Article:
I had been a subscriber to Billboard Magazine for several years and, within a day or two of the Curb meeting, I discovered that “I (Who Have Nothing)” by Terry Knight and the Pack was edging its way up the Hot 100. This was no good! After our gig that night I began looking in the dictionary under “P” for another name. When I got to “picture” I noticed the synonym “portrait” and thought, “That’s it!” I called a couple of the guys at 3 AM (having just gotten off the gig at 1:45) and they agreed that Paul & the Portraits would be a good name. The next day I called Curb’s office and he understood, but said he had already ordered 20,000 record labels showing Paul & the Pack. So, the Dr. Goldfoot LP bills the Portraits as Paul & the Pack, while the photo on the back cover shows us holding a picture frame to go with the name Portraits. Members depicted (L-R) are Phil Alagna, Gary Myers, Paul Stefan, John Rondell and Pat Short.
Then came another typical 60’s setback – Paul got drafted. We did a few gigs, and even another recording session, as a four-piece band, but we were lacking a strong lead singer, and then Pat Short also left. Clancy Grass had previously managed singer Jerry Tawney, who had come to L.A. from West Virginia and released a 1966 single on Liberty. Tawney had since gone back to WV, but Clancy convinced him to return to the coast to join our band. We re-recorded “Runaround Girl” with Jerry and we did the vocal for “Devil’s Angels” (as “Jerry & the Portraits”) over the same track used for Davie Allan’s instrumental version. We also cut a remake of “A Million To One” along with one of Jerry’s songs, “Let’s Tell The World”.
The Portraits always used much vocal harmony, influenced by the Four Seasons, the Happenings, the Buckinghams, Jay & the Americans, and others. Most of the band’s sessions began with a basic track of bass, guitar and drums (Phil, John and me), and then instrumental overdubs: Phil on piano or organ, John with a second guitar part, and I sometimes added acoustic rhythm guitar. On one or two sessions I added vibes, and we used studio horn men on a few songs. The four of us would lay down our background vocal parts and then double them before putting Jerry’s lead on top. Once, when John was gone, we used our friend Larry Carlton, who went on to become one of the top studio guitarists in the business. Phil Alagna and I also played on two sessions for the Mystic Astrologic Crystal Band, another group managed by Clancy Grass. The Portraits recorded several unreleased songs and we sang on a Curb-produced commercial that was never used.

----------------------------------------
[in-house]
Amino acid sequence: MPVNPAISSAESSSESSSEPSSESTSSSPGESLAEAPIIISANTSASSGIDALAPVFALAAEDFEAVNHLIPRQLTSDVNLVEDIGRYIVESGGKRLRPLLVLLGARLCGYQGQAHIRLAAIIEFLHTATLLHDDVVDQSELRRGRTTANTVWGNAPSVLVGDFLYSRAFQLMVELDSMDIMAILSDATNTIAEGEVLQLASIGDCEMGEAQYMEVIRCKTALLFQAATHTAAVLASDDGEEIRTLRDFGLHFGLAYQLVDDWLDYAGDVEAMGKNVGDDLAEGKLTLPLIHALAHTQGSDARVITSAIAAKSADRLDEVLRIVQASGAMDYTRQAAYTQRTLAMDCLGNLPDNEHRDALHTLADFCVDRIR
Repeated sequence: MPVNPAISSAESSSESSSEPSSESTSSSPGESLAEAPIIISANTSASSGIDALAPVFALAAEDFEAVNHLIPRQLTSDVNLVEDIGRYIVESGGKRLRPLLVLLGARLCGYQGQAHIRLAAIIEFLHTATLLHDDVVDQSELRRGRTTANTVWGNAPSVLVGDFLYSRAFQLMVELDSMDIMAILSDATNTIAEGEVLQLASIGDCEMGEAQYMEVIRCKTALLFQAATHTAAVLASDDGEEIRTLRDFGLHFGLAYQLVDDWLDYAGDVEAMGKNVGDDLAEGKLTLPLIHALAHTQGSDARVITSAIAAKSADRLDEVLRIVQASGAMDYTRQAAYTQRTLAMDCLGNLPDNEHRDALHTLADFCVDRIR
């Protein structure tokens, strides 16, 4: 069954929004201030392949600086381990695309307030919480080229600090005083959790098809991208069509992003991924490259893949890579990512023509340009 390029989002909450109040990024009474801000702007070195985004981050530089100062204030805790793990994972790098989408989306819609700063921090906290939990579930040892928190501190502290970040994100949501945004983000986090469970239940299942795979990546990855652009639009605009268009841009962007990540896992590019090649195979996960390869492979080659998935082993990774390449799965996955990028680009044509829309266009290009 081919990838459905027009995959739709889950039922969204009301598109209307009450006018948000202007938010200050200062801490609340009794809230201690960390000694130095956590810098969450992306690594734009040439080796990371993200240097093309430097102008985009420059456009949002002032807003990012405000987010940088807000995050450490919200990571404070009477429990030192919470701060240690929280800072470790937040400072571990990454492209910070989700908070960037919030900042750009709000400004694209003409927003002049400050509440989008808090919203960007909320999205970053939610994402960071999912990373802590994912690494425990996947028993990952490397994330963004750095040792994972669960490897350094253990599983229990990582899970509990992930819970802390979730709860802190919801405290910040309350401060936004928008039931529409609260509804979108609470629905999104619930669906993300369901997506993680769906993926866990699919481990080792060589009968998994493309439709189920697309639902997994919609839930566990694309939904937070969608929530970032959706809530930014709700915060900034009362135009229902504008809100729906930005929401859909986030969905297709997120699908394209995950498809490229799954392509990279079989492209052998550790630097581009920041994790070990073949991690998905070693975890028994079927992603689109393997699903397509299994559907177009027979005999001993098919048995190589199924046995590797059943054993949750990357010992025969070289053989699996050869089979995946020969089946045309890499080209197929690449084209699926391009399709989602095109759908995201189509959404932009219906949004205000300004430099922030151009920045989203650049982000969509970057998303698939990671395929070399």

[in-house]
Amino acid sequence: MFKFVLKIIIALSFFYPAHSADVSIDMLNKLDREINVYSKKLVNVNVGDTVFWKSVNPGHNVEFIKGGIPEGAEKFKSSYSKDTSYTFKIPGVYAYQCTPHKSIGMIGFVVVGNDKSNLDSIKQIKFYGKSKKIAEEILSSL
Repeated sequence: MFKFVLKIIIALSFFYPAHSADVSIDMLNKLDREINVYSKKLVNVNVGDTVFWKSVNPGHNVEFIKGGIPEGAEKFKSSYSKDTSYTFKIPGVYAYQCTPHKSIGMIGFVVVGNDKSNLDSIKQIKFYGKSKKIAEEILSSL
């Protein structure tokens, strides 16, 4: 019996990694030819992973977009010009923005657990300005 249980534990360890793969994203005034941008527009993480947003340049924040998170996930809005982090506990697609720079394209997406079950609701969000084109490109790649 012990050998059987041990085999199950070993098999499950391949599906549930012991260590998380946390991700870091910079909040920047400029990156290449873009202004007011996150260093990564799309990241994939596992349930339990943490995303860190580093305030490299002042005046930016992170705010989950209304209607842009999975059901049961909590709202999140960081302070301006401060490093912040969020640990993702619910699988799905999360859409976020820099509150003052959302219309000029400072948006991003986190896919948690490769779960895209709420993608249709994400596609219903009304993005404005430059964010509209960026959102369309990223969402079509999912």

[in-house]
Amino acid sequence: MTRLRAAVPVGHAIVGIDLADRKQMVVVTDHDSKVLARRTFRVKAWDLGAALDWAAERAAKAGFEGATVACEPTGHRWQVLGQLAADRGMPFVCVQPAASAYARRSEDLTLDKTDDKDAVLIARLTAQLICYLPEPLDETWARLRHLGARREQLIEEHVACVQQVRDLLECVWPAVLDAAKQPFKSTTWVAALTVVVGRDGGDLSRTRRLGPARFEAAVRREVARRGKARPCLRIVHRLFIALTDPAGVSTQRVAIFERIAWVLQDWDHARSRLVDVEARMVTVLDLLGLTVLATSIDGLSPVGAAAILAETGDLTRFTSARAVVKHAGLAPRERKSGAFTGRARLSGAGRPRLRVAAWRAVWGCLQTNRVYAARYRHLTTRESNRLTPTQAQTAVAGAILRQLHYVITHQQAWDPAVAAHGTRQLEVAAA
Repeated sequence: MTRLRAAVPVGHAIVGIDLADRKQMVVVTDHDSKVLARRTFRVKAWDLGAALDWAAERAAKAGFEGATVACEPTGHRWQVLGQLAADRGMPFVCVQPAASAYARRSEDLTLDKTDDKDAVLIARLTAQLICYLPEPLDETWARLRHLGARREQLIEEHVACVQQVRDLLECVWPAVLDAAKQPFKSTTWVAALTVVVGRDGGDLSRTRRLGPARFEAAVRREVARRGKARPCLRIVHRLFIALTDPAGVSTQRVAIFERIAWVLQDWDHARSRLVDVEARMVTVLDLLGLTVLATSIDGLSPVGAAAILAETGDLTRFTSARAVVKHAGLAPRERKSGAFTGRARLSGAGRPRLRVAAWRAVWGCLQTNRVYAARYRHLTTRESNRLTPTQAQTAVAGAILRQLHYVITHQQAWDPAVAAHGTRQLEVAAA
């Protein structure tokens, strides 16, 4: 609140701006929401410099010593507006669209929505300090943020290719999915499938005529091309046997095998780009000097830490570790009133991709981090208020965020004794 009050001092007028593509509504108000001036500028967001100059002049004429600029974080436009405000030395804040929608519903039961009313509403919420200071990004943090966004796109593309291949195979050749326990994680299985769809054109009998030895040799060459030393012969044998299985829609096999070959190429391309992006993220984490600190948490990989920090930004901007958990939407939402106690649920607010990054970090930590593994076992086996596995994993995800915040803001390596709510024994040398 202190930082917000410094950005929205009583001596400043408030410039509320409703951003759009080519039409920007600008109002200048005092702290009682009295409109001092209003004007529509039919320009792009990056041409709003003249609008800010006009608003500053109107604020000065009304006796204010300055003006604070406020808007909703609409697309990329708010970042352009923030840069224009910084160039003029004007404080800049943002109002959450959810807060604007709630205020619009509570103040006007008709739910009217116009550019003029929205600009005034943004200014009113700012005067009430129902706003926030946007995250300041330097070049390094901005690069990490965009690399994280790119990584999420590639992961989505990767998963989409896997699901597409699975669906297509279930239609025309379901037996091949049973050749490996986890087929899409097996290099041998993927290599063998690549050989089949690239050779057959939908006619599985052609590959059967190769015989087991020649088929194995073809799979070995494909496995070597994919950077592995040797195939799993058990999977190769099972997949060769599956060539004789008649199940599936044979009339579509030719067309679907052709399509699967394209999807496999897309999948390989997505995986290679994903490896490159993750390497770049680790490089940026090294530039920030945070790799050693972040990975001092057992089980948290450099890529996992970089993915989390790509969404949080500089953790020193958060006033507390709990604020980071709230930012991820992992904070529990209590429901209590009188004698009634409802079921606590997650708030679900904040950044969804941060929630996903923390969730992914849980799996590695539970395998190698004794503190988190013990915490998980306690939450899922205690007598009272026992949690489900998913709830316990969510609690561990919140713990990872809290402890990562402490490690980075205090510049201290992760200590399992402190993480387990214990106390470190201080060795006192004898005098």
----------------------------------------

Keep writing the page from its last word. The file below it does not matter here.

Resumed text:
The Four Seasons had hit with their update of Cole Porter’s “I’ve Got You Under My Skin” in 1966, and Jerry came up with the idea of re-doing “Over The Rainbow” in a similar fashion. We incorporated a bit of the arrangement from the Demensions’ 1961 hit, but added much of our own, along with the switch to the up-tempo rock beat. I did the group arrangement and studio guitarist/arranger Don Peake wrote the charts for the “sweetening” – French horn, chimes and strings.
The record was released December 1967 and everyone involved was excited about it. However, we were not happy about coupling it with “Runaround Girl”; we felt that both songs were A-sides. This turned out to be a valid belief, as each side got airplay in different areas. One or the other charted in several cities, but neither charted nationally. There was also some talk that December was not a good time to release it. Airplay was more limited that month because of Christmas music, and perhaps by January some stations would have already put it aside. The Portraits did a Beverly Hills show with Mike Clifford, Ian Whitcomb, Boyce & Hart, and Don & Goodtimes, and appeared on TV8 Dancetime in San Diego, but little else developed. The band probably should have toured, especially to the cities where the record was played.
In early 1968 John Rondell left to join a San Diego band and Stan Ray (Hartford) replaced him. Around March I saw a trade ad for the Schaefer Talent Hunt, a large advertising promotion seeking new talent to record the Schaefer Beer jingle in New York. Without even mentioning it to the other members, I filled out the entry blank and sent it along with our two Sidewalk singles. To my great surprise, a few weeks later I received a telegram stating that we were one of the 10 winners. We were flown to New York and, because our selection was based on our “Over The Rainbow” vocals (they didn’t know that we were a self-contained band), studio musicians (including noted drummer Mel Lewis) cut the tracks, which were arranged by Peter Matz in the style of our “Over The Rainbow” version.